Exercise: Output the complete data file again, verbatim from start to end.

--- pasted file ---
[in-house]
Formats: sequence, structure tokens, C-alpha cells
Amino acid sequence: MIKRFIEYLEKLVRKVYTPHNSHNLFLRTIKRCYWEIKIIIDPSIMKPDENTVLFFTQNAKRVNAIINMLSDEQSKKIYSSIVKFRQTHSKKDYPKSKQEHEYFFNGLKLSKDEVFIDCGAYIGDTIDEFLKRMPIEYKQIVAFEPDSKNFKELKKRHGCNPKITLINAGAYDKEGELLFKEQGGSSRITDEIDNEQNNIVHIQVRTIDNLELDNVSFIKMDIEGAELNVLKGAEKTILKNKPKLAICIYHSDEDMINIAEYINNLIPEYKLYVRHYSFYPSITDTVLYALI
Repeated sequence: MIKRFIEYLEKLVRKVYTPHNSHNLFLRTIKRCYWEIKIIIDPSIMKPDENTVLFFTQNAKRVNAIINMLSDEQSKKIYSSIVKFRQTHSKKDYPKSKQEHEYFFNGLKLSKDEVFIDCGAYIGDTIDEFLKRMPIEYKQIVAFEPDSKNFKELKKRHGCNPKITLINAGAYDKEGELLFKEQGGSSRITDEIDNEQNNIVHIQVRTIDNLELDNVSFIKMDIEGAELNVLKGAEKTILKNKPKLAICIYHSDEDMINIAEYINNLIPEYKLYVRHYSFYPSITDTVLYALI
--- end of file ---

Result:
[in-house]
Formats: sequence, structure tokens, C-alpha cells
Amino acid sequence: MIKRFIEYLEKLVRKVYTPHNSHNLFLRTIKRCYWEIKIIIDPSIMKPDENTVLFFTQNAKRVNAIINMLSDEQSKKIYSSIVKFRQTHSKKDYPKSKQEHEYFFNGLKLSKDEVFIDCGAYIGDTIDEFLKRMPIEYKQIVAFEPDSKNFKELKKRHGCNPKITLINAGAYDKEGELLFKEQGGSSRITDEIDNEQNNIVHIQVRTIDNLELDNVSFIKMDIEGAELNVLKGAEKTILKNKPKLAICIYHSDEDMINIAEYINNLIPEYKLYVRHYSFYPSITDTVLYALI
Repeated sequence: MIKRFIEYLEKLVRKVYTPHNSHNLFLRTIKRCYWEIKIIIDPSIMKPDENTVLFFTQNAKRVNAIINMLSDEQSKKIYSSIVKFRQTHSKKDYPKSKQEHEYFFNGLKLSKDEVFIDCGAYIGDTIDEFLKRMPIEYKQIVAFEPDSKNFKELKKRHGCNPKITLINAGAYDKEGELLFKEQGGSSRITDEIDNEQNNIVHIQVRTIDNLELDNVSFIKMDIEGAELNVLKGAEKTILKNKPKLAICIYHSDEDMINIAEYINNLIPEYKLYVRHYSFYPSITDTVLYALI